What Are Those Politicians Reacting To?

They try to counter the unprecedented collapse of trust in “the system.” Among the reasons for the crisis: excusing of the paralysis of political power by globalization. The rising social differences at the expense of the middle classes. The replacement of majoritarian democracy by a sort of post-democracy (Crouch, 2004), where small, well-organized, vociferous groups attract media attention. The new revolt of the digital masses that invade journalism, science, litera- ture, public debate. The internet, wrote Pierre Rosanvallon, is not merely a tool for doing politics: it is the shape that counter-democracy takes to counter growing mistrust towards authorities through a “spontaneous adaptation to the functions of vigilance, denunciation, and evaluation by the citizens”; we can thus regard it as “a true political form” (Rosanvallon, 2008: 70).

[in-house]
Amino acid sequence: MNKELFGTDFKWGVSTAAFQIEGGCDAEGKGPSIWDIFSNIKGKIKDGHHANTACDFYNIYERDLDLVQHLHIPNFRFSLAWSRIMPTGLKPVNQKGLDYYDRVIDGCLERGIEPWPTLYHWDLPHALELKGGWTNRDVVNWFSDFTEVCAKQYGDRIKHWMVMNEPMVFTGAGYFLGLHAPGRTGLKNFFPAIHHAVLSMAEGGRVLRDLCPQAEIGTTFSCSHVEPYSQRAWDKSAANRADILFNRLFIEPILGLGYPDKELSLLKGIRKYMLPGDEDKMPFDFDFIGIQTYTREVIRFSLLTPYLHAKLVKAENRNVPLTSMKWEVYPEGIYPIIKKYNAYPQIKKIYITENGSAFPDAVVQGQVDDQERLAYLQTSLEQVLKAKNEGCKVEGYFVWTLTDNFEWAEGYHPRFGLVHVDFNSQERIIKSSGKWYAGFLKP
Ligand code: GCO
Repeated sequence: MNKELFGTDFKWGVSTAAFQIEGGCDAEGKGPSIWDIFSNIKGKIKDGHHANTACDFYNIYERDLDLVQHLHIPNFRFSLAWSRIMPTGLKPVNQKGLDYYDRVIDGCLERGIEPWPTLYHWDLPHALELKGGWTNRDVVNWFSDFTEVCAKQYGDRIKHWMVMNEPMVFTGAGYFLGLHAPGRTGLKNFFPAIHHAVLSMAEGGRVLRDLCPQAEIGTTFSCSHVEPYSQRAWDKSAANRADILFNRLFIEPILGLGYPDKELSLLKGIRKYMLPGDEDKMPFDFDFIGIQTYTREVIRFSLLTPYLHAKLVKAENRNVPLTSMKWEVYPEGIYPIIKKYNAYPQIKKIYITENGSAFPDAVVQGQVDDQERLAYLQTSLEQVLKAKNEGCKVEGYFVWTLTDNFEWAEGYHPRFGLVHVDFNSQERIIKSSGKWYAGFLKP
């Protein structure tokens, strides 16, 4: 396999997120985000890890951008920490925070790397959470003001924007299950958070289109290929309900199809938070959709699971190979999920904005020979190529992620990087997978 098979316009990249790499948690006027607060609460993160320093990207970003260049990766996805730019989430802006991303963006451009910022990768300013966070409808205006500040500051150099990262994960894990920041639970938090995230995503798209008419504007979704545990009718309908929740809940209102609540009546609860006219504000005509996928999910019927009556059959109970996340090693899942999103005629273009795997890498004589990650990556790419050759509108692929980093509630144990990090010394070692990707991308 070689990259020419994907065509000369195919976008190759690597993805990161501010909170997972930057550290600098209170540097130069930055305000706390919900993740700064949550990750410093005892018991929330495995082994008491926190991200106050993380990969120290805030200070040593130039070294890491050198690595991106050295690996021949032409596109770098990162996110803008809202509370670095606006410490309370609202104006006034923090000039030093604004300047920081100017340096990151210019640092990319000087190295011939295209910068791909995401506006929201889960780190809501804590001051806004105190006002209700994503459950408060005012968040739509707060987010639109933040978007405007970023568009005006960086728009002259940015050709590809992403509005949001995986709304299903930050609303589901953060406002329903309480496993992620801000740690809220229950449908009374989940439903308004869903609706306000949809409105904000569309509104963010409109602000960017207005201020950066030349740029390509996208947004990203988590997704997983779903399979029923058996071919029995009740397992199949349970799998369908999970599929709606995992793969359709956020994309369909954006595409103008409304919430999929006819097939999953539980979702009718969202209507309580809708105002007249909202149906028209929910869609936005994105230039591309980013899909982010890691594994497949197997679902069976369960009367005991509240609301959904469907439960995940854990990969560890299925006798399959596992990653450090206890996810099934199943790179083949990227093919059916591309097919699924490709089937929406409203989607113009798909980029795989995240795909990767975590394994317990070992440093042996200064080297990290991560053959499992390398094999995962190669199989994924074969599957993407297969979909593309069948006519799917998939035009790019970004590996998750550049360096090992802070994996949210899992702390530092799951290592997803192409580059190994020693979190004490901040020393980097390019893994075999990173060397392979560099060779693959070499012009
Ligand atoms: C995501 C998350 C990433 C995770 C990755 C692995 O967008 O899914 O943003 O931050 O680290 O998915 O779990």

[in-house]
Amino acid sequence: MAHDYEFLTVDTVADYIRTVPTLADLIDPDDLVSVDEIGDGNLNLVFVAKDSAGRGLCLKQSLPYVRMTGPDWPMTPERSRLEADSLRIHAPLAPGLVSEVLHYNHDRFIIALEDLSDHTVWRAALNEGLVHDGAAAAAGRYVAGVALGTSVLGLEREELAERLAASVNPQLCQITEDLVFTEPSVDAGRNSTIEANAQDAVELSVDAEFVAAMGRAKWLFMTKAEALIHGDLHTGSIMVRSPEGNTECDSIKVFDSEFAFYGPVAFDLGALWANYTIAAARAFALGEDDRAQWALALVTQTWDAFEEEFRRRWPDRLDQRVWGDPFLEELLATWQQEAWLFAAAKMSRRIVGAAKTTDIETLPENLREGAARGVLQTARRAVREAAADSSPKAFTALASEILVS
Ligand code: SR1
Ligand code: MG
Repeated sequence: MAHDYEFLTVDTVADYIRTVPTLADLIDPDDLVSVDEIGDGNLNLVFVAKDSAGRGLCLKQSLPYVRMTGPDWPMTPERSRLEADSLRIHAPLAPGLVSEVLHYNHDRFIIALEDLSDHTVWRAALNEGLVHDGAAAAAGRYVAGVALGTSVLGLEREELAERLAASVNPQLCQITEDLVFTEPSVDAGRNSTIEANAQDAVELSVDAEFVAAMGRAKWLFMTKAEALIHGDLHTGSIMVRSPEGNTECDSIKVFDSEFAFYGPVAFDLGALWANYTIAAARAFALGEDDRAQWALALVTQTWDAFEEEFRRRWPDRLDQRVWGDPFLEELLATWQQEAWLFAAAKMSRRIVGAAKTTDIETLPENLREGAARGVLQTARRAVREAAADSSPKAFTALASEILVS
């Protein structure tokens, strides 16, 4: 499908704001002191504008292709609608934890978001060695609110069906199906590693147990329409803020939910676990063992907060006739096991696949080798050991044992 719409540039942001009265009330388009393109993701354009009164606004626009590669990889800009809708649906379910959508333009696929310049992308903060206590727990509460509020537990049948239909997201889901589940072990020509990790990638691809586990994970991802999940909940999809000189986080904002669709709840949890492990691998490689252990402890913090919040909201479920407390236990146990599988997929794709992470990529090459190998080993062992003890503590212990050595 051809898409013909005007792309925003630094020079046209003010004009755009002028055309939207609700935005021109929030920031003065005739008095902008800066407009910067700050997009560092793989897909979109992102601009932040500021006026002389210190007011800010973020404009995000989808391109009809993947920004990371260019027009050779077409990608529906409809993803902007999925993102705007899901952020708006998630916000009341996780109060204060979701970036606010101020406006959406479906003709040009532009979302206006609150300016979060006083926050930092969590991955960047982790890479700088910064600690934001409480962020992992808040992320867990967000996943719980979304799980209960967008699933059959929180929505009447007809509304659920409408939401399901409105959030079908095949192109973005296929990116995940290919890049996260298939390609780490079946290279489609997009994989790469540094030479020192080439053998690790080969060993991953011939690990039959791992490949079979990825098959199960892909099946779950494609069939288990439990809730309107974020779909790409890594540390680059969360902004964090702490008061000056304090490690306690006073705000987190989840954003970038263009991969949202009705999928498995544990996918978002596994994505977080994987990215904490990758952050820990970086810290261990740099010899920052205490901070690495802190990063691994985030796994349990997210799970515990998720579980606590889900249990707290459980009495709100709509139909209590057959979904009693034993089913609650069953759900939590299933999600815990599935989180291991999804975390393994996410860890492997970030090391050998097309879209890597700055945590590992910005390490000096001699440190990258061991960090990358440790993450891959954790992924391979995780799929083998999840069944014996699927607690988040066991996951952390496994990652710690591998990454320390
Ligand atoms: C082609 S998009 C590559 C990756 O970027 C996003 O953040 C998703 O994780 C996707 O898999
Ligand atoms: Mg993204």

Trust is generated through opposing power. Besides rational forms of “sousveillance” (surveillance from below, Fr.) like blocking of political decisions, leaking of information, or signing of petitions, the web has become a theatre of passions. The curious success of Stephane Hessel’s pamphlet “Get angry!” (Hessel 2010) is telling: it made millions of sales in over 100 countries and influenced the Spanish “Los Indignados,” then “Occupy.” Few people really entered deep into this 92-year-old diplomat’s arguments about resistance during WW2, or the plight of Palestinians; what mattered was the call to outrage. And it is pure outrage that was at the center of social movements in the last couple of years: small causes produced almost civil wars in Sao Paolo and Istanbul, or pure destruction with no demand whatsoever, as in Paris and London. During the series of anti-government movements in Bulgaria, 2013, protesters repeated that it was the absence of leaders, programs and concrete grievances that made them invincible, as it made it impossible for the authorities to give in and thus quench discontent. As in Spain and the USA earlier, this naive idea made them last but not succeed; nevertheless the argumentation is worth considering. A genuine social movement is one that does not have a rational strategy (no “scenario”); it goes back to the etymological link between “emotion” and “emeute” (“uprising”, French, setting people in motion).